BC Historical Newspapers

BC Historical Newspapers Logo

BC Historical Newspapers

The Peninsula Times Sep 22, 1976

Item Metadata

Download

Media
xpentimes-1.0186462.pdf
Metadata
JSON: xpentimes-1.0186462.json
JSON-LD: xpentimes-1.0186462-ld.json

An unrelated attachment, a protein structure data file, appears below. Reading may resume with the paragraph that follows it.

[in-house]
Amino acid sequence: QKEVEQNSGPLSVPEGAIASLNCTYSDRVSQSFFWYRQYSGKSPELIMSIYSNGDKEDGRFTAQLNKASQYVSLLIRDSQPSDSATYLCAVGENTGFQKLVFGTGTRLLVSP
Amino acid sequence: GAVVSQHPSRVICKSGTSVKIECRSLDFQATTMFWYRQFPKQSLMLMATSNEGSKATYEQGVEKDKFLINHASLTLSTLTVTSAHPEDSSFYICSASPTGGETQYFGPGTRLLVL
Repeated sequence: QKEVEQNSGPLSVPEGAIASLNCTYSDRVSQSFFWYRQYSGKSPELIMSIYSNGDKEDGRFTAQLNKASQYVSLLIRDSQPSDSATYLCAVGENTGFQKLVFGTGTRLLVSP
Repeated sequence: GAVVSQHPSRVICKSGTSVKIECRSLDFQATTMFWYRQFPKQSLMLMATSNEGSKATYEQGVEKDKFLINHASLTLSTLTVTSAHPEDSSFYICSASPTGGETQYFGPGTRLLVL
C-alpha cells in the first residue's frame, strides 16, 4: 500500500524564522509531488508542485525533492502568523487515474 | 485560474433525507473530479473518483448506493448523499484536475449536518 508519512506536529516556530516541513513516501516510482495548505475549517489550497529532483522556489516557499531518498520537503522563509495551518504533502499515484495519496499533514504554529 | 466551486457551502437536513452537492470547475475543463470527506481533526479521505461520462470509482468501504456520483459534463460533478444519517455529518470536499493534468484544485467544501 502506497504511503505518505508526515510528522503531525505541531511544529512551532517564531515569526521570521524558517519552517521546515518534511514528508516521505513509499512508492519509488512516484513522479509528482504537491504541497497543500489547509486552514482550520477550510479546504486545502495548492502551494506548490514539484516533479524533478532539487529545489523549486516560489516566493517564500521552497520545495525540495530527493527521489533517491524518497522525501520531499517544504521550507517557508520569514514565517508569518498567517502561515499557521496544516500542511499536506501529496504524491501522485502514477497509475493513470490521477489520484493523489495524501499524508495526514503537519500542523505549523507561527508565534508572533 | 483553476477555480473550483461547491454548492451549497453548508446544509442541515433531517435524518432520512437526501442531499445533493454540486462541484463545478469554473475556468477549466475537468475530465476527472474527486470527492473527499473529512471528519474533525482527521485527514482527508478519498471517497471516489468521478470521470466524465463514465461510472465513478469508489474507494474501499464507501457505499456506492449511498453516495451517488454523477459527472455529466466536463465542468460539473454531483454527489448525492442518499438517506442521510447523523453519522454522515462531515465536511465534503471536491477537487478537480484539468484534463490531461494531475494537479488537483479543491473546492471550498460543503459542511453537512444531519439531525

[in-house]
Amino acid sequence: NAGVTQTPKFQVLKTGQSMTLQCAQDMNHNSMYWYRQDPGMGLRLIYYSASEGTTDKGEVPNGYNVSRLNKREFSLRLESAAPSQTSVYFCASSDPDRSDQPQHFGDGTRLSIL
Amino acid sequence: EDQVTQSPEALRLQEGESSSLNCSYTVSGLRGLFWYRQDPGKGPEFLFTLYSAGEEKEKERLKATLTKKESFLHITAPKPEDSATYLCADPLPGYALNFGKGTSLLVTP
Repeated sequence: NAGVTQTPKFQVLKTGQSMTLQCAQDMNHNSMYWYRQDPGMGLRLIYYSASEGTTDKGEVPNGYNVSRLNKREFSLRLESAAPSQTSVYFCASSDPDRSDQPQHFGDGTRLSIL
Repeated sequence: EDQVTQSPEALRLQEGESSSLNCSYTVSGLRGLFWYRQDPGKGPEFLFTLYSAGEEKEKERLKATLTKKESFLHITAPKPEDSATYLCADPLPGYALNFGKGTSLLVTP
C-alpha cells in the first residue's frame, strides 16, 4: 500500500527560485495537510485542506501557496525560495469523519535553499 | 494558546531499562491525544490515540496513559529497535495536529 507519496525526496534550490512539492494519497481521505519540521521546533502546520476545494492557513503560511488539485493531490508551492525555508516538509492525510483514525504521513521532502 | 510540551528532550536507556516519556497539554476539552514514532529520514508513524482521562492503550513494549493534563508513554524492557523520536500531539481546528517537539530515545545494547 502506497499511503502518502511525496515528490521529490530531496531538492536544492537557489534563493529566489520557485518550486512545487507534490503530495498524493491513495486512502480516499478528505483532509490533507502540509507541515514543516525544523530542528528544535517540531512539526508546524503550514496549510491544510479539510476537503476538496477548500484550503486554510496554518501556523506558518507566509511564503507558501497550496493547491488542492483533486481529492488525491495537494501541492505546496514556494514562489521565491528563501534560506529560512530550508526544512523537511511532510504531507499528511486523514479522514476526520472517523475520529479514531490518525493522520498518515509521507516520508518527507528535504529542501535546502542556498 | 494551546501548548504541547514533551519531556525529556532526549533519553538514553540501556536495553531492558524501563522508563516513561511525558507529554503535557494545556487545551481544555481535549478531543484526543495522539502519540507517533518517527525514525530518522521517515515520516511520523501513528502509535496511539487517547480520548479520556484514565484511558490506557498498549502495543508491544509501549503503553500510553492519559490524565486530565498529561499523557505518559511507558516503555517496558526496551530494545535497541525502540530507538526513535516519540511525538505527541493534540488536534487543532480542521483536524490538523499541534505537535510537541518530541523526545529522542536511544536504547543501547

RDF/XML (Pretty): xpentimes-1.0186462-rdf.xml
RDF/JSON: xpentimes-1.0186462-rdf.json
Turtle: xpentimes-1.0186462-turtle.txt
N-Triples: xpentimes-1.0186462-rdf-ntriples.txt
Original Record: xpentimes-1.0186462-source.json
Full Text
xpentimes-1.0186462-fulltext.txt
Citation
xpentimes-1.0186462.ris

Full Text